- Posted: 6:27 PM, May 24, 2012
I mean, really:
“I didn’t know what to think any more. This town had more smoke and mirrors than a strip club locker room.”
“Sao Paulo is like Baghdad with G-strings”
And that's just two lines of dialog out of God knows how many. The thing is: They're great. They're perfect. I love the heck out of them.
Just like I love the game.
I don't know if it's narrative perfection, but it's close. Real close.
Max Payne 3 shows us a protagonist who, in his words, isn't slipping, but "slipped." Max is a battered shell of a man. He's an alcoholic and addicted to painkillers. He's lost his wife and his daughter and his life as a NYPD Detective.
So, with nothing to lose, Max takes on a gig as a bodyguard for rich kids in Brazil at the insistence of his former police academy pal Raul Passos.
And, of course, things go terribly wrong. The wealthy Bronco family -- who are under Max's protection -- find themselves in the crosshairs of a street gang called the Comando Sombra.
Kidnapping and chaos ensues. And Max finds himself stuck in the middle of what is effectively an endlessly twisting war.
Visually, Max Payne 3 is a treat. It's gritty and realistic, but has enough flair to stand out. Think of it like Denzel Washington's "Man On Fire" but tack on The Video Game at the end.
It is also remarkably brutal. While you won't see limbs flying off enemies, the bullets you put into foes look alarmingly very much like bullet holes.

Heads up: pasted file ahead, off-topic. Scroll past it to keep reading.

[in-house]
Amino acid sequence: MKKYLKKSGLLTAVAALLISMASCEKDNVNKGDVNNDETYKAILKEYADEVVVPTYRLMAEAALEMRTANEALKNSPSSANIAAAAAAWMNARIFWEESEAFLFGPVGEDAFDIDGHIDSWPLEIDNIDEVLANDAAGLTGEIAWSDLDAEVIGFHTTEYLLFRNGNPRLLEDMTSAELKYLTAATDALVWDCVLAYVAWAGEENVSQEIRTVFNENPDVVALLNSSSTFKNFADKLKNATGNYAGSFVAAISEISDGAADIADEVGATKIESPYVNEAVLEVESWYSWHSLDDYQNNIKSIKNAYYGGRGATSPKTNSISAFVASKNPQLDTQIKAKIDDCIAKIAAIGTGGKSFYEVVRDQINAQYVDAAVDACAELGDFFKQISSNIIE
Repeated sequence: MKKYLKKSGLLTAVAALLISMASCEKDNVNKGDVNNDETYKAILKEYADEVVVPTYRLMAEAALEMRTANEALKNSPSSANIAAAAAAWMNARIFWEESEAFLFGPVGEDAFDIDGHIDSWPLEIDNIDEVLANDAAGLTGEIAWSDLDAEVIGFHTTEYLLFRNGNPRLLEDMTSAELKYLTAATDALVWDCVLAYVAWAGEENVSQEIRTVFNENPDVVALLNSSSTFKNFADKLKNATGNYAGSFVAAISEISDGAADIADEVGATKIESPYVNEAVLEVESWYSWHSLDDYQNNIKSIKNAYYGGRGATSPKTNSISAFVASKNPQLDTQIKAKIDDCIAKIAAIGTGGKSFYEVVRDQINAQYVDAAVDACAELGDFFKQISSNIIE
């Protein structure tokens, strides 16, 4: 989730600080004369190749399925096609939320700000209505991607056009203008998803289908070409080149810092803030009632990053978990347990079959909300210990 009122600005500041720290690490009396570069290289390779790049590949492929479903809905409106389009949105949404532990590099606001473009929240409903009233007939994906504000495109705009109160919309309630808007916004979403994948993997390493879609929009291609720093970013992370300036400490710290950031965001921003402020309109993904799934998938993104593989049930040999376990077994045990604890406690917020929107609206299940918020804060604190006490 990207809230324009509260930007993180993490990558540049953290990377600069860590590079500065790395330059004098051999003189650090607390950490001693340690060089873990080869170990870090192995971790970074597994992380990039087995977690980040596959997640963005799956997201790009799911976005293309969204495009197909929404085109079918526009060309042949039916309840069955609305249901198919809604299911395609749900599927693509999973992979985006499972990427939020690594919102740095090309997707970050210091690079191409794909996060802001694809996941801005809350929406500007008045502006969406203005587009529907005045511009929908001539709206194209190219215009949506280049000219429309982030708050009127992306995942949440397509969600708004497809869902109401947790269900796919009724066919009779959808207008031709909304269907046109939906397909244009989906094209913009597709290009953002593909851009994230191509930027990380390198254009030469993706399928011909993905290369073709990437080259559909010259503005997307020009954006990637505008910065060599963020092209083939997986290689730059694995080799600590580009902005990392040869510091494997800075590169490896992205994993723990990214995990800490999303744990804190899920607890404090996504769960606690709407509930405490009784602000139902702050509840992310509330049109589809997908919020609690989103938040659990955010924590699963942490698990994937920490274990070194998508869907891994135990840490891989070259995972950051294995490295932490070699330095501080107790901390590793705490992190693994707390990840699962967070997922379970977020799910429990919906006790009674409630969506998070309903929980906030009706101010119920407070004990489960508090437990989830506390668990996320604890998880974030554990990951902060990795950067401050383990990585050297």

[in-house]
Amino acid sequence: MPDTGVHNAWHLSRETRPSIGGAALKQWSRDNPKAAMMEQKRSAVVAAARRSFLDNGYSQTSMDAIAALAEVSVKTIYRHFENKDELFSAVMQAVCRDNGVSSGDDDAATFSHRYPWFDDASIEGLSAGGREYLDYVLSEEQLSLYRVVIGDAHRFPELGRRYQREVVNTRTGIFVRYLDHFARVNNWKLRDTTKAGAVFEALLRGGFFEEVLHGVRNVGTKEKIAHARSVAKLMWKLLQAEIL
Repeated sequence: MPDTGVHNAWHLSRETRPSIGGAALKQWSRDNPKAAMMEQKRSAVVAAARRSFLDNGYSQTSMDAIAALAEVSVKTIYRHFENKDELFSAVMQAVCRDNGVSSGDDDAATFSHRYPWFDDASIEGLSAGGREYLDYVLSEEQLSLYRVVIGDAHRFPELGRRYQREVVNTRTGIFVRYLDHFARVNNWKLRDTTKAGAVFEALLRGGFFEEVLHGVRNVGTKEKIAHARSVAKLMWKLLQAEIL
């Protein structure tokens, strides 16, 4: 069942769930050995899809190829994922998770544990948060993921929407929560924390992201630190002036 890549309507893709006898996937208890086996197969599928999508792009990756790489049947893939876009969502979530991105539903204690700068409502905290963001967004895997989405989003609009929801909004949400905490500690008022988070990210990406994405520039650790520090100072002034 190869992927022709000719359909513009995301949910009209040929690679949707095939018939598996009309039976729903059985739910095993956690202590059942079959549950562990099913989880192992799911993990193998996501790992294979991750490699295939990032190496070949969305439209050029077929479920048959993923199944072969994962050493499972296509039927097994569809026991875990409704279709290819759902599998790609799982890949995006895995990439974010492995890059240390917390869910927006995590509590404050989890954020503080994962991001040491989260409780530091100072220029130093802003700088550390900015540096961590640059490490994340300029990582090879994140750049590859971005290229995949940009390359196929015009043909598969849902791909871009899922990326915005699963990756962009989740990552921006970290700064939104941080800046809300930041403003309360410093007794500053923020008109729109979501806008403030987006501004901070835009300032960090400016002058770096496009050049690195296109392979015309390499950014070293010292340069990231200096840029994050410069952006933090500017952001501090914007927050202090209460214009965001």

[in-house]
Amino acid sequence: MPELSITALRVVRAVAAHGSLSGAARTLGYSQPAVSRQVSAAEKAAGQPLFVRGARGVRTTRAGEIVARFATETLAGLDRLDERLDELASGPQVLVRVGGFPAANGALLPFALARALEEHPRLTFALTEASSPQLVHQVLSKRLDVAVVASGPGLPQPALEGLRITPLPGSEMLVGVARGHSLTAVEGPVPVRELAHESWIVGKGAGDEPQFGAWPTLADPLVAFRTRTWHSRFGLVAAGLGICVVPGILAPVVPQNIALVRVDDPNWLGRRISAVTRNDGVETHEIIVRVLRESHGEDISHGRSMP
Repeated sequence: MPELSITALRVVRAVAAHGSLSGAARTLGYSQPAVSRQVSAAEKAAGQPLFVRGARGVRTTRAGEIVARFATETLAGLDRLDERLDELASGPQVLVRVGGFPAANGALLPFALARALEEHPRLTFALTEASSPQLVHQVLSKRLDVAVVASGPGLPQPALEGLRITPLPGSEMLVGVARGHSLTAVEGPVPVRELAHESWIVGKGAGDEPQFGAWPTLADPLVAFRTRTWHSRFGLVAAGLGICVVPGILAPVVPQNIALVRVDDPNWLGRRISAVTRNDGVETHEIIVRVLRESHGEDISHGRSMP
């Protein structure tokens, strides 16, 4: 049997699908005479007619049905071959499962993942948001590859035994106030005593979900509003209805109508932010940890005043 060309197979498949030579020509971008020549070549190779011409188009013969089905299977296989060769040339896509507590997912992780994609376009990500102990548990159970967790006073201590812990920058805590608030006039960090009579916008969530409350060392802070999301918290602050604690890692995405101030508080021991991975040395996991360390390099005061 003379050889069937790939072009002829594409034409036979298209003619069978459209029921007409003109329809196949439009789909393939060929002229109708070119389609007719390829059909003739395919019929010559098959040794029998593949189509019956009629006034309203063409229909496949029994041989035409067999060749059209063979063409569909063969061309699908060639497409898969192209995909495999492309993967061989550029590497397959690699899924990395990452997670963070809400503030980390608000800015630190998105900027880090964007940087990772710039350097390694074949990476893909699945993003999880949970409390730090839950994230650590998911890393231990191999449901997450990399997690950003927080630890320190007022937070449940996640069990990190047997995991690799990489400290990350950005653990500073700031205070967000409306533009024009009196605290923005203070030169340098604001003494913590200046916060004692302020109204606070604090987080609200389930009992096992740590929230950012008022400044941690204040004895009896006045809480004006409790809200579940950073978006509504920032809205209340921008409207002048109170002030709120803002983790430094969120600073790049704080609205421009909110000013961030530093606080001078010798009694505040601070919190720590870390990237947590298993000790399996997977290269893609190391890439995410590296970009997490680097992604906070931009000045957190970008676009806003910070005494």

And, of course, there's plenty of blood spray.
The game controls like Red Dead Redemption and Grand Theft Auto IV. It's a little loose but perfectly serviceable. And Bullet Time makes a triumphant return here, giving you that edge in the middle of combat with seemingly countless enemies.
There will be many bodies by the time you're done.
But, as mentioned, the real star of the show here is the narrative and the delivery.
James McCaffrey -- who is the only voice actor in the world who I ever want to see as Max -- returns, and he's perfect. His acting in particular is what sells the character and the story. The guns and the bullets and the blood would not have the same impact without his voice.
The multiplayer is also a blast. It's deep and robust, with those RPG elements (leveling up your character to unlock cooler stuff/attachments/whathaveyou) that are apparently mandatory in every game now.
It also has a feature called 'Crews' -- which is more than just a clan tag. While searching for games, and if you're in a crew, you're more likely to get matched up with your crewmates. In addition to that, they’re persistent, cross-platform and you get extra XP for helping crew mates. They also work not just across matches but across games, so the crews you make in Max Payne 3 will follow onto GTA V.
Bullet Time also works in multiplayer, though its useage is limited to yourself and whoever happens to be in your targeting reticule.
But there are two things about the game I damn well hated: The load times are frequent and rather long (and hidden behind cutscenes you can't skip).
There are certain parts of certain maps that just become an annoying grind. The bleachers in the soccer stadium come to mind here, where enemies are hucking grenades at you but ... you never get grenades of your own.
I still believe that Max Payne 3 is Rockstar's best to date. And that's a hell of a feat. It's smart and brutal and witty. It's a somber look at a broken man who, with your help, rights the wrongs he sees.
Welcome back, Max. Hope you stay a while.
Final grade: A
Max Payne 3 is rated M for Mature and is available for the Xbox and PS3. It comes to the PC June 1st.